I think it says a lot about us as human beings that we instinctively turn to music during times of crisis and sadness. Whether personal, communal, national or global crises, once the numbing sensation of shock wears off, we are so often driven to music – driven by an unspoken knowledge that music is the great healer and will do for our grief what no other medium can achieve in quite the same way. This is not a new revelation, of course – I’m just telling you something that I suspect you already figured out a long time ago. Maybe when you went through a break up, or had to choose music for the funeral of a loved one. There’s a sense that the music that accompanies you through this part of your life matters in a way that it didn’t before. Layer upon layer of meaning is entrenched in music that has the privilege of seeing us through a difficult time.

I found myself musing today about the influence our global interconnectedness has on collective grieving in the twenty-first century.  How the outpouring of a grief response from a planet with several billion people on it, a great many of them sharing the same sadness at the same time for the same reason, has only been possible in the last ten years or so. Less, even. And how, thanks to the wonders of technology, the same music can be a channel for processing that sadness among people who have never met and will never meet. Is it just me who finds this extraordinary?

I’ve noticed a few tributes to Japan popping up today in various forms, marking the one year anniversary of the Great East Japan Earthquake, which triggered a tsunami that swept across large parts of coastal Japan with astonishing devastation. The music I’m sharing today is not actually about Japan. But it could be. And one of the reasons why I find it so moving and poignant is because it seems to be one of those songs with the power to bring people together through a shared experience. The song, called Requiem, was originally written in the aftermath of the Asian tsunami which took the lives of more than a quarter of a million people on Boxing Day 2004 and in the weeks following.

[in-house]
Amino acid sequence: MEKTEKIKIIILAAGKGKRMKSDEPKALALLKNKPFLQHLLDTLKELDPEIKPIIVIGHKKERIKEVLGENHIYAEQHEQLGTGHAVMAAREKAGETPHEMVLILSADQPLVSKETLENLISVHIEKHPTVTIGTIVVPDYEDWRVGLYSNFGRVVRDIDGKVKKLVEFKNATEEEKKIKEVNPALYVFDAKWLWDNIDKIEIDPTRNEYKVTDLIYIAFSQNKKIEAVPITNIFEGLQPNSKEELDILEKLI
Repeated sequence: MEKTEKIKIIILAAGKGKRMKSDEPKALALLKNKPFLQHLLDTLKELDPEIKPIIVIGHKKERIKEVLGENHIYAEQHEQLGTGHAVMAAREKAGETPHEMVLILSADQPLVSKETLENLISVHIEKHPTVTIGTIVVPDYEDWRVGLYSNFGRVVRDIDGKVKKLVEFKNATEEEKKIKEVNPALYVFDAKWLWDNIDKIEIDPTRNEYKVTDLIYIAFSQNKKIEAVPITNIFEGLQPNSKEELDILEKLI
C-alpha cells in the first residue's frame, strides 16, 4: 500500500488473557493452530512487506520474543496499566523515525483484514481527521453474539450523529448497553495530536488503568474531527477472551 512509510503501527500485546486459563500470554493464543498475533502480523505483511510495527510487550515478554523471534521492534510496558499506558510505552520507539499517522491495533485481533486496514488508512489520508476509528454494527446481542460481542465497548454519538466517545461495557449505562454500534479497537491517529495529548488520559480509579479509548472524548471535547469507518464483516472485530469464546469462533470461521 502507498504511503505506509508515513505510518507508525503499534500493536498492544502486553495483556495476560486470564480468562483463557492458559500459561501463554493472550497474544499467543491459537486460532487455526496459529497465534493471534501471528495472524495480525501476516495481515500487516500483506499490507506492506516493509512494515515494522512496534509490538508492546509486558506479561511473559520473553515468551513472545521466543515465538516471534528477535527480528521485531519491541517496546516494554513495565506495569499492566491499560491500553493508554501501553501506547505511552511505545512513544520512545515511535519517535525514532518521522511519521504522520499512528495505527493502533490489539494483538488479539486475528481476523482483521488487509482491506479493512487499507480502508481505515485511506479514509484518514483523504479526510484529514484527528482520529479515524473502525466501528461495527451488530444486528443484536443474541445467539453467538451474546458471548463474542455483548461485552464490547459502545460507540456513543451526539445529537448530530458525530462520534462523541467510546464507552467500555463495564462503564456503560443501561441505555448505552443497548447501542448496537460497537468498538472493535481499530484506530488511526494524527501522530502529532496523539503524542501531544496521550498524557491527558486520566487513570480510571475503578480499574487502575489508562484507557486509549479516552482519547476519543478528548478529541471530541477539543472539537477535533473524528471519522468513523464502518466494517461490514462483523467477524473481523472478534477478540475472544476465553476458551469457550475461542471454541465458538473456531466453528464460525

I first heard the piece last year sometime – I discovered the choral arrangement below first – and only later found out that it was a setting of a song by popular/folk/country singer Eliza Gilkyson. (Who I actually saw perform live in Melbourne a few years ago, but I didn’t know about this song then.) And not long ago I found a radio interview with Eliza where she talks about her impetus for writing it:

“We were all just glued to the television, all of us just watching these horrific events unfold. And almost immediately there was a benefit where a lot of major stars did a fundraiser on television. And I remember I watched the fundraiser, and I was touched by people stepping forth and asking for help and donations. But at the time I was struck by the actual music they were playing. I felt it was so disconnected to the event and somehow I was inspired to write something that would connect in a more visceral way, to create a vehicle for grieving for victims of the tsunami.”

After Hurricane Katrina hit the Gulf of Mexico in September 2005 she found herself thinking more about Requiem again.

“I think people here in this country because of what’s happened in New Orleans have been wanting to find songs that address what this country’s going through right now. I thought that once again there was this need to grieve, and I was grateful that I had a piece of music that could offer that prayer and that option for consolation of some sort, some sort of image of compassion. I was glad I had a song that could address it, it’s been a sad time for everyone.”

Clearly, this was a song that people responded to. The choral arrangement by Craig Heller Johnson, who conducts Conspirare, has pretty much gone viral itself and has been sung all around the world, even by people for whom the underlying religious sentiment of the text is not personally significant. (Oh, and for the interested folk among you there’s also a short clip where Eliza talks about her use of Mary as the archetype of compassion, despite not being particularly religious herself.)

A year ago, when the Japan earthquake and tsunami hit, it resurfaced again in online tributes, including a version on YouTube with a backdrop of photos of the devastated areas. I’ll admit it – I find it hard not to cry when I watch it, and it’s a moment of truly cathartic release when I do. To know that I’m just one of thousands of people who probably have this reaction too is somewhat comforting. Living in the world today means that we’re never really disconnected from global crises, and global expressions of grief. And I think that’s a good thing. So today I find myself listening to this, as I recall the sadness of the events last year, and the deeply human need to process loss and devastation in times of natural disaster. Thinking of the people of Japan, as they continue to rebuild their homes and lives.